Darondo (1946-2013)

June 13, 2013 at 4:22 pm (Life & Politics, Music)

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Kadavar – “Abra Kadavar” (2013)

June 13, 2013 at 7:00 am (Music, Reviews & Articles)

This review comes from The Obelisk website, dated April 9th. The name of the writer is JJ Koczan, who puts out the website. Please check it out (link below). Hopefully he won’t mind me re-posting this review.
As for the band, you don’t see many guys looking like that these days. They are straight out of 1970, as is their music… but in all the best ways…


Foundation and Progress

Berlin trio Kadavar have worked quickly to become one of the most prominent acts in the European heavy underground. Their 2012 self-titled debut sounded so organic that even the mp3s had an analog hiss, and while they carried their songs across with an ultra-natural feel, it was the confidence in the material and the spontaneous feel of the performances that made Kadavar’s Kadavar such a watershed release. It was my pick for the year’s best debut; a lean but frighteningly cohesive 34-minute full-length that showed potential as much as it made an impact on its own. Touring and a split with Aqua Nebula Oscillator followed later in 2012, and Kadavar – vocalist/guitarist Wolf Lindemann, Rivoli bassist Mammut and drummer Tiger — were picked up by Nuclear Blast to join the ranks of Graveyard, Orchid and Witchcraft in the label’s growing stable of tube-amped heavy rockers. Thus it is that their second album, Abra Kadavar, arrives with no small measure of anticipation. Some immediate differences: the sophomore outing is three tracks and about eight minutes longer than the first one, clocking in at a still-vinyl-ready 41:16. The distinctive drum sound of Tiger’s kit – the sort of fuzz that came off his snare with each tap – has abated, though the snare hits hardly sound punched in and an overall natural, live feel has been maintained between both the drums and Mammut’s bass, which was a standout element of the first record and remains so on Abra Kadavar. As regards Lindemann’s vocals, they are forward in classic rock tradition, but more assured and mature for the band’s road time, and he skillfully follows his own lead lines in the second half of opener “Come Back Life,” the trio having already enacted a formidable shuffle en route to the closing solo. Throughout, there is clear, resonant stylistic growth and as much as Abra Kadavar proves the first album wasn’t a fluke, it also shows the three-piece aren’t necessarily limited to the driving ‘70s heavy rock that they nonetheless so effectively convey on the single, “Doomsday Machine.” The self-titled ended psychedelic and extended with the eight-minute “Purple Sage,” but though they’re shorter, the closing trio of “Liquid Dream,” “Rhythm for Endless Minds” and “Abra Kadabra” show a nascent sonic diversity in Kadavar’s approach that incorporates rocking organ, psych swirl, and a heavy jamming sensibility that underlies much of the band’s work to-date, but has yet to be so blatantly expressed. Read the rest of this entry »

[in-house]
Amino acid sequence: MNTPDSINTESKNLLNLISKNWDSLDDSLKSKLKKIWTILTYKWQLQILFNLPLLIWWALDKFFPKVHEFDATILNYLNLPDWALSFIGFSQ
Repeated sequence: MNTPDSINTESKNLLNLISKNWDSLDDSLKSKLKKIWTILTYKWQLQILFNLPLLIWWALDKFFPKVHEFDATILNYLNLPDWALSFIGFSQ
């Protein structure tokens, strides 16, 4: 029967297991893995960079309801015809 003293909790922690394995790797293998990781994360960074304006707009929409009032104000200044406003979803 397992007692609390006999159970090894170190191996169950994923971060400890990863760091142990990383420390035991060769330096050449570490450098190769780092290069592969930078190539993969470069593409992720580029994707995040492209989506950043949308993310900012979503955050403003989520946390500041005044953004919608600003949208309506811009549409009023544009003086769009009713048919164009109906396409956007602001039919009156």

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Orchid – “The Mouths of Madness” (2013)

June 13, 2013 at 6:36 am (Music, Reviews & Articles)

This review, dated May 22nd, comes from the Fearnet website and was written by Gregory Burkhart…

I’ve recounted many times on these pages how deeply the doom-filled strains of bands like Black Sabbath and Pentagram have burned their brand into entire generations of hard rock and metal, but the dark and heavy sounds of that era lend themselves so well to macabre, occult and horror themes that they continue to capture my attention. Many artists try ascending to those heights, but only a few capture the same dark majesty while retaining their own creative stamp.

San Francisco-based quartet Orchid is quickly becoming one such band – so much that acclaimed engineer Richard Whittaker, who was instrumental in the remastering of Black Sabbath’s early albums (including their self-titled 1970 debut), has been following the group’s progress since their 2009 EP Through the Devil’s Doorway, and came aboard to master Orchid’s latest full-length studio album The Mouths of Madness. On the heels of last year’s well-received EP The Heretic, Madness sports a cleaner, fatter and more modern mix, with production kicked up several notches, bringing the band into an expert balance of vintage blues-influenced hard rock and modern metal, with a powerful current of menace and haunting atmosphere rumbling through all nine tracks.

The album opens with the title tune, which also happens to be the strongest of the bunch, with hooky, snarling riffs from guitarist Mark Thomas Baker, gut-punch kicks and shimmering cymbals by Carter Kennedy, beefy, Geezer Butler-style bass by Keith Nickel, and the best vocal work to date from frontman Theo Mindell, who channels just enough of Ozzy Osbourne’s distinctive tenor to remind you of the band’s roots, Read the rest of this entry »

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